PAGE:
Me­mo­rial for South African miner mas­sacre turns po­lit­i­cal

The China Post - - FEATURE -

The lead­ers of South Africa’s two main op­po­si­tion par­ties joined thou­sands of peo­ple north of Johannesburg Sun­day to mark the third an­niver­sary of the Marikana mas­sacre of 34 strik­ing plat­inum min­ers.

The shoot­ing of the minework­ers on Aug. 16, 2012 was the worst vi­o­lence in­volv­ing the se­cu­rity forces since the end of apartheid in 1994, and shocked South Africa and the world.

The me­mo­rial cer­e­mony took place at Won­derkop Hill north­west of Johannesburg where the mas­sacre oc­curred, and was at­tended by Mmusi Maimane, leader of the Demo­cratic Al­liance and Julius Malema, the fire­brand leader of the rad­i­cal Eco­nomic Free­dom Fight­ers (EFF) party.

The min­ers were gunned down af­ter the po­lice were de­ployed to break up a wild­cat strike that had turned vi­o­lent at the Lon­mi­nowned Marikana plat­inum mine, which is about 130 kilo­me­ters (80 miles) from Johannesburg.

Ten oth­ers were killed in the days pre­ced­ing the in­ci­dent, in­clud­ing two po­lice of­fi­cers and four non-strik­ing work­ers.

“The 16th of Au­gust is about Lon­min work­ing with the state to kill black peo­ple,” Malema said at the podium to cheers from the crowd.

The vic­tims, he said, had fallen at the hands of a “mur­der­ous regime led by the ANC (African Na­tional Congress) and its brain­less pres­i­dent.”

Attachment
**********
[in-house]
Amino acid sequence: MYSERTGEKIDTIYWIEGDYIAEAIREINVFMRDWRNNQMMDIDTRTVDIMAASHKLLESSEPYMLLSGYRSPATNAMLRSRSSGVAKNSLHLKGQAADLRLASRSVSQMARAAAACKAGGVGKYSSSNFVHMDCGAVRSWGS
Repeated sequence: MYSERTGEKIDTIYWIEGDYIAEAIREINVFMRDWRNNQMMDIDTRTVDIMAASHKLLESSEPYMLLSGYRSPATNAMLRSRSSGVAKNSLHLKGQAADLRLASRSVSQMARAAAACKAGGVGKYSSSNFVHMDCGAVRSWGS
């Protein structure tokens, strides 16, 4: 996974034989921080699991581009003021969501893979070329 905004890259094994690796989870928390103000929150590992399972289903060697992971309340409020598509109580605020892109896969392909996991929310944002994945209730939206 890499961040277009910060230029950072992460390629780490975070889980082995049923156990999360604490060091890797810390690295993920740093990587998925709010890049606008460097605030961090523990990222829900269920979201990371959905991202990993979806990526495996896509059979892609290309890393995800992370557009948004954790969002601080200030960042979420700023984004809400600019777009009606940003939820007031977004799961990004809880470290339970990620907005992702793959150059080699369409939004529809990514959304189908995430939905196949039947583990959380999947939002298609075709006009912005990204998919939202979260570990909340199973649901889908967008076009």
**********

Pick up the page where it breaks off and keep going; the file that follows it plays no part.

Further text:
“We are here to­day to re­mem­ber those fight­ers,” he said.

‘Never again’

Speak­ing af­ter him, Maimane said the con­di­tions un­der which the mas­sacre took place three years ago had not changed.

“This ANC gov­ern­ment is pro­tect­ing one per­son, who is Pres­i­dent (Ja­cob) Zuma, in­stead of pro­tect­ing the peo­ple of South Africa,” he said.

No rep­re­sen­ta­tive of the gov­ern­ment nor of the rul­ing ANC were present at the me­mo­rial and no of­fi­cial cer­e­mony has ever been held in South Africa.

Ear­lier Zuma is­sued a

state- ment say­ing he hoped the an­niver­sary would “unite” all South Africans.

“No­body sup­ports the hor­ren­dous loss of life that oc­curred in Marikana,” he said.

“We must com­mit our­selves to en­sur­ing that never again would a strike turn so vi­o­lent as to lead to such a sense­less loss of life in a free and demo­cratic South Africa.”

He said the rec­om­men­da­tions of a long-awaited re­port into the shoot­ing, pub­lished in June, were “be­ing taken se­ri­ously” by the gov­ern­ment.

In its find­ings, the com­mis­sion of in­quiry called for a crim­i­nal in­ves­ti­ga­tion into the po­lice who were in­volved in the in­ci­dent but it cleared se­nior gov­ern­ment of­fi­cials of any re­spon­si­bil­ity.

Ear­lier this week, lawyers for the fam­i­lies of the vic­tims filed a civil suit against the gov­ern­ment de­mand­ing com­pen­sa­tion for the loss of earn­ings, grief and shock in­curred.

The EFF has vowed to take ac­tion to en­sure the “po­lit­i­cal elite” be­hind the 2012 killings would be jailed.


Peo­ple gather next to can­dles and tributes to the mine work­ers who were killed dur­ing the Marikana mas­sacre at a cer­e­mony mark­ing the third an­niver­sary of the mas­sacre of 34 strik­ing plat­inum min­ers, near Rusten­burg, South Africa, Sun­day, Aug. 16.

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